The tribe of Karbouli, who has been accused by the defense minister of using blackmail in his efforts to make deals, did not take long to reply to the Obeidi tribe’s escalation. The elders of Karbouli’s tribe held a press conference to deny the charges made by Obeidi against their “son” Karbouli and announce that they would stand firmly against anyone who dares to attack one of their members.

Iraqi writer and journalist Omar al-Shaher, known for his analysis of the affairs of the Sunni-dominated Iraqi provinces, explained to Al-Monitor why politicians, particularly from the Sunni community, turn to their tribes for support.

He said, “There is no longer a major Sunni political bloc able to provide protection to Sunni politicians. After the disintegration of the Iraqi National Forces Alliance, the largest Sunni alliance in parliament — to which Obeidi and Karbouli are affiliated — and the grinding conflicts between the alliance’s components, a politician can only find shelter in his tribe.”

He added, “The Sunni politicians who know that they have influence on the street must have an alternative to the political alliances that [once] ensured their survival in office. The tribes emerged as an alternative.”

He downplayed the tribes' potential influence, saying, “I do not think that tribes will have an important or permanent [political] role. There are no large and cohesive tribes that have entered the political scene. Rather, there are only small tribes whose roles are temporary.”

While Shaher was optimistic about the future of the tribes in the political process, Jassour was less so, stating, “The tribe’s direct intervention in political affairs strengthens its role and promotes the sense of belonging to this tribe by its members and those who believe in its power, enabling it to become a strong alternative to the authority of the national law.”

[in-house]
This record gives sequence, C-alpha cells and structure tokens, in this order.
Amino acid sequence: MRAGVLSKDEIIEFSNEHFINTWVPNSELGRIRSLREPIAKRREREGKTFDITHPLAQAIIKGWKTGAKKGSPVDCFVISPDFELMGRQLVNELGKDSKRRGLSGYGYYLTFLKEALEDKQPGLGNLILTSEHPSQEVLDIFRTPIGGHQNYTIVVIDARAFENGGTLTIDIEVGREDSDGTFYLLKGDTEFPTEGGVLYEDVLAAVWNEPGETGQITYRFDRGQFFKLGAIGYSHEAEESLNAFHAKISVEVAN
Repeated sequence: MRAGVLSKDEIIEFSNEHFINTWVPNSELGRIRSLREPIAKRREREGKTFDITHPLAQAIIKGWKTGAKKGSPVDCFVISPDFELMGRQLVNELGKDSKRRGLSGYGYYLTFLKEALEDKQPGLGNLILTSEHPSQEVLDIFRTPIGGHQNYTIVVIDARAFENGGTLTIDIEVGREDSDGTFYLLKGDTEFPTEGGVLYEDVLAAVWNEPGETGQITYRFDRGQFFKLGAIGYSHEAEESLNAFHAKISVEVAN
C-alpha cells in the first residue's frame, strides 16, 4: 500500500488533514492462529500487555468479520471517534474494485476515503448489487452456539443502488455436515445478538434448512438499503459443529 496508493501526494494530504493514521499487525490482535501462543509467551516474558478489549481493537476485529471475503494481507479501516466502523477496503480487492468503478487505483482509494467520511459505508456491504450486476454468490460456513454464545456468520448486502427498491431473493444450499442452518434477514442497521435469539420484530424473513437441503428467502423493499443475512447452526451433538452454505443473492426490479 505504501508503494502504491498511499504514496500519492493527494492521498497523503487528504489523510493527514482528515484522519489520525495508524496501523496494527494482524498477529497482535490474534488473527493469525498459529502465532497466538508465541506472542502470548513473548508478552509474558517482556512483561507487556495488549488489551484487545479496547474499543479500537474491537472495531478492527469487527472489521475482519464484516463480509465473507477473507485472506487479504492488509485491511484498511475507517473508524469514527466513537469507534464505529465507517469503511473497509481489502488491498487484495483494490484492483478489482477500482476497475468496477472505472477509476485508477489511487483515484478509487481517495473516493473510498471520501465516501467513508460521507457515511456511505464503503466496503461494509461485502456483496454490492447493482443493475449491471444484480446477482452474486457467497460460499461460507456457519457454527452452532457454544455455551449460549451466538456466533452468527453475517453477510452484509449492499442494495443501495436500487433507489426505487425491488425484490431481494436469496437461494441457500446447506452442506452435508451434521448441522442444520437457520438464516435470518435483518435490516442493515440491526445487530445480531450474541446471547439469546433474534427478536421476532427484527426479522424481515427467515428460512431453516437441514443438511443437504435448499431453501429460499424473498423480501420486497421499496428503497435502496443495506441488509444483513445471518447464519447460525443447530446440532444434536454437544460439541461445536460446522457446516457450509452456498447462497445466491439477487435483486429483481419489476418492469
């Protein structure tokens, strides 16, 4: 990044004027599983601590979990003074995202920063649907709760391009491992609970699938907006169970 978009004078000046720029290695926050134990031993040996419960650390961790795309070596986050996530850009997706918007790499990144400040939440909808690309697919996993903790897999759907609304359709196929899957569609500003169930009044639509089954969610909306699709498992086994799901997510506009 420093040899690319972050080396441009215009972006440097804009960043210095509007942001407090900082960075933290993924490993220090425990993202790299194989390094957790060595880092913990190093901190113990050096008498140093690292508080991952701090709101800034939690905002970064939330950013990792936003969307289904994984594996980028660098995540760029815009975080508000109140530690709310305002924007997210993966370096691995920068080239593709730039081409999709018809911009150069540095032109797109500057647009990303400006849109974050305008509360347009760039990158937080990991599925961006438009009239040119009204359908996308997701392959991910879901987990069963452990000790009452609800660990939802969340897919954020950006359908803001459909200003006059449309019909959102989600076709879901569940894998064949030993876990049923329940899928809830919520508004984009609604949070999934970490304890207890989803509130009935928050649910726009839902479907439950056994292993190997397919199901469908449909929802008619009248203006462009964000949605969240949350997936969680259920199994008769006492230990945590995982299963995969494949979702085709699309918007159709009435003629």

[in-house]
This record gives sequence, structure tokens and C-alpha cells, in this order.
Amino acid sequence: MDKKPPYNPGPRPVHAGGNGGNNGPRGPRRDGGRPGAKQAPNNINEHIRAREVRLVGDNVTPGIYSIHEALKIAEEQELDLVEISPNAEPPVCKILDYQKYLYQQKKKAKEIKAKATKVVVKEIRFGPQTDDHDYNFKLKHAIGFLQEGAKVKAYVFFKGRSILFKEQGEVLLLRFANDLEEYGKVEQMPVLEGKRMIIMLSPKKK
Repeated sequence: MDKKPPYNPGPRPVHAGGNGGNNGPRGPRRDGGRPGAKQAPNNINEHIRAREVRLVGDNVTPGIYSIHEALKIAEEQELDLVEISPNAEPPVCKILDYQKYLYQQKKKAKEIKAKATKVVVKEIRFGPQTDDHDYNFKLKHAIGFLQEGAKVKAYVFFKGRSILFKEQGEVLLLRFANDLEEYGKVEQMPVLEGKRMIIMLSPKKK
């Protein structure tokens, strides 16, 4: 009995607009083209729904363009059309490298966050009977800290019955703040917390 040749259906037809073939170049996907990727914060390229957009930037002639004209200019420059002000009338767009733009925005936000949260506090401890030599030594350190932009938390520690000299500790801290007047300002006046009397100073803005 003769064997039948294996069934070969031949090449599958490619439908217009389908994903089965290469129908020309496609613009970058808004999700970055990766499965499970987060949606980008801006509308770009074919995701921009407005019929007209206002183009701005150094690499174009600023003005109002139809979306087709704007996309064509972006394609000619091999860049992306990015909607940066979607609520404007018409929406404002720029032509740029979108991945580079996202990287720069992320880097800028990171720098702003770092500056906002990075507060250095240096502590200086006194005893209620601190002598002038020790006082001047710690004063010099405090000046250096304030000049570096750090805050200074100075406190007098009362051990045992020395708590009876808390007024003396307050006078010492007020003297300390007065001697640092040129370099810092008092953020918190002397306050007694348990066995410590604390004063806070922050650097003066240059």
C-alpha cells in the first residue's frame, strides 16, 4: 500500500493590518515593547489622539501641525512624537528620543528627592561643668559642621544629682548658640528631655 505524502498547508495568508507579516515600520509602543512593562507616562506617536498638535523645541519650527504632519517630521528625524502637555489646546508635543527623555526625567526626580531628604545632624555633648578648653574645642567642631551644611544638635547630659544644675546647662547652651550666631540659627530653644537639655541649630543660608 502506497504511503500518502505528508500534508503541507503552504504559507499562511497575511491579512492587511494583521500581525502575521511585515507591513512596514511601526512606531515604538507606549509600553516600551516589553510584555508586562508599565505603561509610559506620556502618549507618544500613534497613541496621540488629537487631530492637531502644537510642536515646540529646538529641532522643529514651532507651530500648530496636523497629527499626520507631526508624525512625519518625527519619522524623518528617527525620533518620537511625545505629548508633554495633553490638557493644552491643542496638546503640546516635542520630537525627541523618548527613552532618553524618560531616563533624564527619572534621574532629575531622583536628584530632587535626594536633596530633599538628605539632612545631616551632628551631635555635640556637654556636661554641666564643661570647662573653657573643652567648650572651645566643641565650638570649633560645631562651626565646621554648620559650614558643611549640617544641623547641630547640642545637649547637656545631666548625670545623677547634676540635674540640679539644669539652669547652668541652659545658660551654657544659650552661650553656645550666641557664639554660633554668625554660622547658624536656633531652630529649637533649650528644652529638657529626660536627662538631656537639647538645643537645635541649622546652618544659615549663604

Jassour expressed concern that tribal authorities may aspire to a major role in various political events such as elections. He said rule of law is being undermined as a result of interference by multiple authorities, including tribes.

He also said he fears the tribes would support corrupt politicians from among their members. He said, “This means that no matter how corrupt a politician is, he will find those who defend him and protect his corruption, which would encourage him to become even more corrupt and to disregard any opposition.”

Indeed, many of the tribal authorities' customs are inconsistent with democratic laws, and one may say that tribes do not believe in laws at all, since they do not rely on them but rather their own customs to manage the affairs of their members.

Resorting to tribes to resolve political differences undermines the law, and prompts Iraqi citizens to withdraw into tribalism. Why would the citizens respect the rule of law while two of the top politicians in the executive and legislative branches are solving their disputes among their tribes?

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Found in: tribes, tribal politics, tribal areas, iraqi politics, iraqi government, iraq crisis

Omar al-Jaffal is an Iraqi writer and poet. He is an editor of Bayt and Nathr, two intellectual magazines that are published in Iraq. He is also the chief editor of Al-Aalam al-Jadid, an electronic newspaper.